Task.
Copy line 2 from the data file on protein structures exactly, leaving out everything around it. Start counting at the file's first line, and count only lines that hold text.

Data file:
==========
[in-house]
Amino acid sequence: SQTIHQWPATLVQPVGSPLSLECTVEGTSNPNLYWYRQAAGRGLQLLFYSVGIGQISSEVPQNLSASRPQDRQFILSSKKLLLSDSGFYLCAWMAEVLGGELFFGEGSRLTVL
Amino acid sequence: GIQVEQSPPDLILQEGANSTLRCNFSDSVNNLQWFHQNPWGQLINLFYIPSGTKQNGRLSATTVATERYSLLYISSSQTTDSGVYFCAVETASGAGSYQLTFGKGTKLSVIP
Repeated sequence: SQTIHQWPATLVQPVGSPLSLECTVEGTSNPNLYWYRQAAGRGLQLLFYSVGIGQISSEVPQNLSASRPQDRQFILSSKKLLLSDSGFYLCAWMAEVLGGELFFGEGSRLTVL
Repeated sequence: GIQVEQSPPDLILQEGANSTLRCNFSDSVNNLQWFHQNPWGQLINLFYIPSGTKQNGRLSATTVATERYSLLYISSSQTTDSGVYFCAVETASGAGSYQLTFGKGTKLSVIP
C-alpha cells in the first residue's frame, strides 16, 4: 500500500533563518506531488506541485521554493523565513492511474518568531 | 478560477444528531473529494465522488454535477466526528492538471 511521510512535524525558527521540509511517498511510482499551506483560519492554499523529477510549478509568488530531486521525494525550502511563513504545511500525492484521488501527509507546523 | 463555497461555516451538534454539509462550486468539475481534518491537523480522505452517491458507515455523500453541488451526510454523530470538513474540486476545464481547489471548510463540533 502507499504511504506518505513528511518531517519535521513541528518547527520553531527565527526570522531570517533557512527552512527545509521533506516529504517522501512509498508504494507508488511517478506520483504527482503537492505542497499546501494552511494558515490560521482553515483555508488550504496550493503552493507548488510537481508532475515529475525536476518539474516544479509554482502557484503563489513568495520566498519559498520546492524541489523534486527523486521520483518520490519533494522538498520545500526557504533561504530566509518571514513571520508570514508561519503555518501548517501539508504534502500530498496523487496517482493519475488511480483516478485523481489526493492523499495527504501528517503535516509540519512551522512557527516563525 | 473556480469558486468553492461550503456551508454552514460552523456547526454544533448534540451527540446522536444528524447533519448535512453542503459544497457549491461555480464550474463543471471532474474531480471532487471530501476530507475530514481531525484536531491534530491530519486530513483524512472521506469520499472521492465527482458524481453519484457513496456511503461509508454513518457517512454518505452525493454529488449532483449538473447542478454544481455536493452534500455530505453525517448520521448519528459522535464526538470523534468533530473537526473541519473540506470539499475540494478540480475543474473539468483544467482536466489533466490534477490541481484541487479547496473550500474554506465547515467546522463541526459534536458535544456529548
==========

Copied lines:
Amino acid sequence: SQTIHQWPATLVQPVGSPLSLECTVEGTSNPNLYWYRQAAGRGLQLLFYSVGIGQISSEVPQNLSASRPQDRQFILSSKKLLLSDSGFYLCAWMAEVLGGELFFGEGSRLTVL